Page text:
“On your actual brink”


batteryI don’t know why, but I love the line: “So here we are, on your actual brink,” from the movie 2010: The Year We Make Contact.  In 2010, NSA Chairman Victor Milson was talking about the imminent threat of World War III; but I think of those words whenever I read a new article about something new we’ve discovered or developed about battery technology, energy storage and solar photovoltaic improvements.

You may not realize how close we are to a paradigm shift in energy collection, storage and distribution.

As we delve into the qualities of the chains of single carbon atoms known as Fullerenes, learn how to lay down single layers of other atoms, and devise optical signal channels to replace traditional electronics, we keep discovering previously unknown ways to input, store and output greater amounts of energy, ways to capture a wider wavelength of light by photovoltaics, ways to minimize loss, heat buildup and leakage, ways to build more efficient electronics, and even safe ways to wirelessly transmit energy from place to place.

Self-cooling solar cells boost power, last longer

We are amazingly close to solar cells that achieve a 50% efficiency in energy collection, without the performance drop-off caused by excessive heat build-up.  We have almost learned enough to create batteries that will hold 10-100 times the energy of current batteries, take scant seconds to charge and be able to produce enough power to move cars as if they were powered by rocket fuel.

Holey graphene framework boosts the energy density of electrochemical capacitors

When that happens, we can literally say goodbye to the gasoline economy.  Cars will be able to drive cross-country on electricity, needing to stop maybe only four times for a minute-long charge (or possibly getting recharged from the road itself).  Homes can be powered by rooftop solar arrays and store their excess energy in basement storage cells, cutting their reliance on centralized power grids except in emergencies.

Stacked solar cells could make solar power cheaper than natural gas

Appliances like cellphones and tablets will see the first benefits: They will be able to last for weeks of constant use on a single charge, and only require about 30 seconds’ proximity  to a wireless node to recharge.  Compared to today’s need to be constantly mindful of usage, charge and availability of convenient power sources and cables, devices that seemingly never cease to run will seem like Clarke magic.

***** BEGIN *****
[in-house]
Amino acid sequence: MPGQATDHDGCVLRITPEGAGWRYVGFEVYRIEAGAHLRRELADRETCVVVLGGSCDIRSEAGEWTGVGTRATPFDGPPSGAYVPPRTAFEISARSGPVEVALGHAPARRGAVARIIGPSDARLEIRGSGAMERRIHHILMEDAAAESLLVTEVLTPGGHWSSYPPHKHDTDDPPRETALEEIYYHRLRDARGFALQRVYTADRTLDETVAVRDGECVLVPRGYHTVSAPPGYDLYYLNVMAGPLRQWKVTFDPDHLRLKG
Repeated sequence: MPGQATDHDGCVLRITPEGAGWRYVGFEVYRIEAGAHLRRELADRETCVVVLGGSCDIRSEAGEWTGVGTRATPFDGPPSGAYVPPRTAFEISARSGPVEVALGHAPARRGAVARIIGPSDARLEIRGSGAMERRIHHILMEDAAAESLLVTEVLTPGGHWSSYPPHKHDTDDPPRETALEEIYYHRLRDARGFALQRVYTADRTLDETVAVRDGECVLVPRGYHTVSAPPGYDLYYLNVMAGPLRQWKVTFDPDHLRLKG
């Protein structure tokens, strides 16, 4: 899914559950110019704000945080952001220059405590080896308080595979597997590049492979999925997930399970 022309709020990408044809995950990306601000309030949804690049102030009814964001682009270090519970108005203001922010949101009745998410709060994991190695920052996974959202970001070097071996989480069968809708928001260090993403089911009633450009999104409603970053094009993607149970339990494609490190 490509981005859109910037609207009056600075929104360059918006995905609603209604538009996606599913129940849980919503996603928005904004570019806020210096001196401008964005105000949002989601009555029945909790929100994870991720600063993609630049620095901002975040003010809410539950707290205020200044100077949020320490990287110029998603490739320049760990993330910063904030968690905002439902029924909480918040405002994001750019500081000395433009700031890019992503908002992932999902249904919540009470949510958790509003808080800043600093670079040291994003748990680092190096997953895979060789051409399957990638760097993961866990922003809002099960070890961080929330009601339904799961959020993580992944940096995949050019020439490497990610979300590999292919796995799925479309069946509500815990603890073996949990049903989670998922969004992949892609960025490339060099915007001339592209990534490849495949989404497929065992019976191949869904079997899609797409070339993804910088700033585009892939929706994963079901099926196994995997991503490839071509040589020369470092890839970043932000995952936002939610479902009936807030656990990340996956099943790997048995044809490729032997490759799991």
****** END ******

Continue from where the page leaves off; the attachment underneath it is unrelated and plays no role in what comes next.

Charging with ultrasound: uBeam has functional prototype

And for once, we’re not talking about something our grandchildren may enjoy.  We are scant years away from the building and tooling of the first factories to start churning out these solar cells and manufacturing these batteries.  We are close to an explosion of electric vehicles, optimized to run on the latest battery technology.

Researchers create ‘Holy Grail’ of battery technology, smartphones with 3x battery life in sight

We are on the actual brink.  We will see these advances in our hands.  Soon.  Think of it.


3 thoughts on ““On your actual brink”

  1. From Jim Kratzer on Facebook:

    I sincerely hope you’re right, Steven. My biggest concern is the same one Robert Heinlein voiced in Friday, regarding (David?) Shipstone and his creations; the major-league attempts to kill him and his invention by the utility companies, the oil companies, the auto companies, and the various governments. Also, the cost of conversion to those battery-power systems WILL create a HUGE disruption in society unless it’s handled carefully and gradually. IF it’s done properly, it will be a paradigm shift that literally brings about “the greatest thing since canned beer” or whatever superlative you want to use – but OH BOY! is it going to be a massive headache for all hands.


  2. My response to Jim:

    The utility companies are surely watching all of this closely, but as they are now very well aware of the rising costs of business as they approach “peak oil,” they must already be forced to consider retooling to accommodate the future. They are fully capable of beginning the process of adding battery-based power distribution to their portfolios, so they can slowly faze out oil as prices swing in favor of batteries. (This would also minimize societal disruption, which would only look good for utility companies in the long run.)

    But they avoid doing so at their peril; for, eventually, the obvious price points will tip, and the people will vote with their wallets for the less-expensive, less-environmentally-damaging solar and battery technology. And in this case, there’s no one person or organization that Big Oil can attack to stave off the inevitable.

    In my book Chasing the Light, the oil-based companies that were generally referred to as “Big Oil” managed to change their popular moniker to “All-Power.” We all need to be reminded that oil isn’t the only game in town… especially the utility and power companies, and the governments that prop them up.


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